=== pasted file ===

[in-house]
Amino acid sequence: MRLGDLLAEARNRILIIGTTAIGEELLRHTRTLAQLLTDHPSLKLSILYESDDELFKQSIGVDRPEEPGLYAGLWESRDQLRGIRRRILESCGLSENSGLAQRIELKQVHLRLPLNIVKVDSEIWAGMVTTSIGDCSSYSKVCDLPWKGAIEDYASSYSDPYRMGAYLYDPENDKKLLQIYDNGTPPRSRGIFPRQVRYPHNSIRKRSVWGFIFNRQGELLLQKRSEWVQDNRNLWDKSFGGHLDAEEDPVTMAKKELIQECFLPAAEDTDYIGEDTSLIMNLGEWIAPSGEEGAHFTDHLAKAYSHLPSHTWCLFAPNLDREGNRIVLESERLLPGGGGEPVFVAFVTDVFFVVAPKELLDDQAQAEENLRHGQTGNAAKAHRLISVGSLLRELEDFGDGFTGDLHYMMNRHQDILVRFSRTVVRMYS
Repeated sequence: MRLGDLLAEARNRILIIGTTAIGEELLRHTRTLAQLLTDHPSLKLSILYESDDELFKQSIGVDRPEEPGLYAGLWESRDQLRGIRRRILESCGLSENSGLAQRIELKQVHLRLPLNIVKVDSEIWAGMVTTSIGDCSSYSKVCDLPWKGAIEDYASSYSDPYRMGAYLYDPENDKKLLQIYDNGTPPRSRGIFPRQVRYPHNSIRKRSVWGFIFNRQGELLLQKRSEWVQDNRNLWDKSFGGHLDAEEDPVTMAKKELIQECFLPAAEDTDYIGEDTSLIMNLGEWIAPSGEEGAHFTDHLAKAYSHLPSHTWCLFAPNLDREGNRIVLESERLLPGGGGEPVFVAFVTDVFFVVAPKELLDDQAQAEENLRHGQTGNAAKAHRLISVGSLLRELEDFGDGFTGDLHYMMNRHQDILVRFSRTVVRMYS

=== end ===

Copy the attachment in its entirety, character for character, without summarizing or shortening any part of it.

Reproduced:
[in-house]
Amino acid sequence: MRLGDLLAEARNRILIIGTTAIGEELLRHTRTLAQLLTDHPSLKLSILYESDDELFKQSIGVDRPEEPGLYAGLWESRDQLRGIRRRILESCGLSENSGLAQRIELKQVHLRLPLNIVKVDSEIWAGMVTTSIGDCSSYSKVCDLPWKGAIEDYASSYSDPYRMGAYLYDPENDKKLLQIYDNGTPPRSRGIFPRQVRYPHNSIRKRSVWGFIFNRQGELLLQKRSEWVQDNRNLWDKSFGGHLDAEEDPVTMAKKELIQECFLPAAEDTDYIGEDTSLIMNLGEWIAPSGEEGAHFTDHLAKAYSHLPSHTWCLFAPNLDREGNRIVLESERLLPGGGGEPVFVAFVTDVFFVVAPKELLDDQAQAEENLRHGQTGNAAKAHRLISVGSLLRELEDFGDGFTGDLHYMMNRHQDILVRFSRTVVRMYS
Repeated sequence: MRLGDLLAEARNRILIIGTTAIGEELLRHTRTLAQLLTDHPSLKLSILYESDDELFKQSIGVDRPEEPGLYAGLWESRDQLRGIRRRILESCGLSENSGLAQRIELKQVHLRLPLNIVKVDSEIWAGMVTTSIGDCSSYSKVCDLPWKGAIEDYASSYSDPYRMGAYLYDPENDKKLLQIYDNGTPPRSRGIFPRQVRYPHNSIRKRSVWGFIFNRQGELLLQKRSEWVQDNRNLWDKSFGGHLDAEEDPVTMAKKELIQECFLPAAEDTDYIGEDTSLIMNLGEWIAPSGEEGAHFTDHLAKAYSHLPSHTWCLFAPNLDREGNRIVLESERLLPGGGGEPVFVAFVTDVFFVVAPKELLDDQAQAEENLRHGQTGNAAKAHRLISVGSLLRELEDFGDGFTGDLHYMMNRHQDILVRFSRTVVRMYS